NYC restaurants ‘harassed’ by inspectors, fined over confusing regulations07/17/2020
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Restaurants in New York City are struggling to try to keep up with local coronavirus-related restrictions and guidelines, and they are facing inspections and fined even when they believe they are in compliance, a state assemblywoman says.
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In a letter to New York City Mayor Bill de Blasio this week, Assemblywoman Nicole Malliotakis said business owners in Manhattan are being “harassed” by inspectors, sometimes receiving multiple visits within the same day from the NYC Department of Buildings, the Department of Transportation, the Department of Health and the State Liquor Authority.
Malliotakis said many restaurateurs have invested substantial money to ensure their establishments were in compliance with guidelines – only to find out they in fact are not in compliance and their investments were pointless.
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Overall, she said, businesses are confused and frustrated with a lack of clarity regarding permissible dining activities.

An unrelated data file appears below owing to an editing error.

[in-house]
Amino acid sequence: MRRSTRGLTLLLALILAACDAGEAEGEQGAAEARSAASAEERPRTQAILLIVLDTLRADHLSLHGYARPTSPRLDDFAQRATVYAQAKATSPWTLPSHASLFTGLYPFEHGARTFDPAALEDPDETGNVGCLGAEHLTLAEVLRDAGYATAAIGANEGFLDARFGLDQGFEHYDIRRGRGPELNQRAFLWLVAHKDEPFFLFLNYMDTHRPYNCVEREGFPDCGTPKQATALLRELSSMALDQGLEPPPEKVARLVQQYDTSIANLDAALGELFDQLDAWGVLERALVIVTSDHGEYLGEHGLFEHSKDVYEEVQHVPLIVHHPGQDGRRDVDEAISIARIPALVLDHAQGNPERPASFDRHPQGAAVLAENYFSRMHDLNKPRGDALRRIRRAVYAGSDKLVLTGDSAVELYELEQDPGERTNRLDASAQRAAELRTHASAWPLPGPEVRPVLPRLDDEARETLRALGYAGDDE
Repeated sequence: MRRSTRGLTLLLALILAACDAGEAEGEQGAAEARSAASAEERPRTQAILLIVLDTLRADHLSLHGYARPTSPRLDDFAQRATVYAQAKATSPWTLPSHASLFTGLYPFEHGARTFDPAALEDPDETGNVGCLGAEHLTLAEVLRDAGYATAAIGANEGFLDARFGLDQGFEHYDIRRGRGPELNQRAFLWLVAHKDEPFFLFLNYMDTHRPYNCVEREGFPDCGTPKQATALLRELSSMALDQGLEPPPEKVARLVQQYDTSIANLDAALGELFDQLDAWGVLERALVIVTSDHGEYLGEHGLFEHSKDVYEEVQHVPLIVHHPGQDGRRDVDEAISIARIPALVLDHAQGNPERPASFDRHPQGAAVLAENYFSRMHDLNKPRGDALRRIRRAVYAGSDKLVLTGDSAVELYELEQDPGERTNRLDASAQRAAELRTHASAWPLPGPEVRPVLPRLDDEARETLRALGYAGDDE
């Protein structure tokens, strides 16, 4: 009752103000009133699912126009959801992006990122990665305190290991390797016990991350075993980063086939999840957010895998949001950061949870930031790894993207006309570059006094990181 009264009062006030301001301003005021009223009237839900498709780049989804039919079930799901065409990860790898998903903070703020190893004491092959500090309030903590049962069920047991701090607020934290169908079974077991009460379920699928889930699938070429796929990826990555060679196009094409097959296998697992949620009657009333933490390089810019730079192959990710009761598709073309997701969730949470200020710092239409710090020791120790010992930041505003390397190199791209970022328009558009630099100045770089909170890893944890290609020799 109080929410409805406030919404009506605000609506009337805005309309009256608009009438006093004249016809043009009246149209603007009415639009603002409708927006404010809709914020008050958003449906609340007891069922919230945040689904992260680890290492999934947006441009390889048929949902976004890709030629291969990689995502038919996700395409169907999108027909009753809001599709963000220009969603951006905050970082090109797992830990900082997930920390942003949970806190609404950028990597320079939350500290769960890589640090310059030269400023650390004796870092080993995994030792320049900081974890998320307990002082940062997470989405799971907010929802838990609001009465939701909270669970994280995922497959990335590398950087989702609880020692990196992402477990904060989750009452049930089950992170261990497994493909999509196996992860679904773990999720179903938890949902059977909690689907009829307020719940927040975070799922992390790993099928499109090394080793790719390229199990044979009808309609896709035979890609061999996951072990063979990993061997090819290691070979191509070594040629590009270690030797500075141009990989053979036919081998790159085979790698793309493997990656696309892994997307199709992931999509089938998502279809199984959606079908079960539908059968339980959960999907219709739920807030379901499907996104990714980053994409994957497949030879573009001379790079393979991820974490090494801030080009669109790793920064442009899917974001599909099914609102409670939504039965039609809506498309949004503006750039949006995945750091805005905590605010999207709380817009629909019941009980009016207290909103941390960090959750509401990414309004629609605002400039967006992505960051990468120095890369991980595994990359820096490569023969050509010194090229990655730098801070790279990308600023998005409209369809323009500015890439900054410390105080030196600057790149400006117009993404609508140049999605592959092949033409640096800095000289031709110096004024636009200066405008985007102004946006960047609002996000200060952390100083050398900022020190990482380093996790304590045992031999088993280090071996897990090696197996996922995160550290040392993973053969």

“These owners have been struggling and are trying to do their best to follow every regulation based on the limited information provided to them,” Malliotakis said. “It is inherently wrong to continue to fine our owners when they are trying to follow convoluted directions.”
A spokesperson for de Blasio’s office did not immediately return FOX Business request for comment.
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The restaurant and hospitality industry has taken an extremely hard hit from the pandemic, due to lockdown measures and social distancing guidelines that were put into place in March.
While tiered reopening phases are in effect in most areas of the U.S., including New York, the vast amount of restaurants are not able to run at full capacity – which is particularly troublesome for businesses that typically operate on very thin margins.
In New York City specifically, indoor dining has been indefinitely postponed, which means restaurants are only able to host patrons outdoors—oftentimes in makeshift seating arrangements.
On Friday, de Blasio expanded what is known as the Open Restaurants program, which increases the sidewalk areas that restaurants can use for seating, through October.
Meanwhile, New York Gov. Andrew Cuomo on Thursday banned the sale of to-go alcohol, instead of mandating that restaurants can only sell alcohol to seated patrons ordering food.
New York City restaurants or bars that receive “three strikes” for violating coronavirus-related restrictions will be forced to close, the governor said.
About 189,000 food service workers in the city were laid off between March and April, according to The New York Times.
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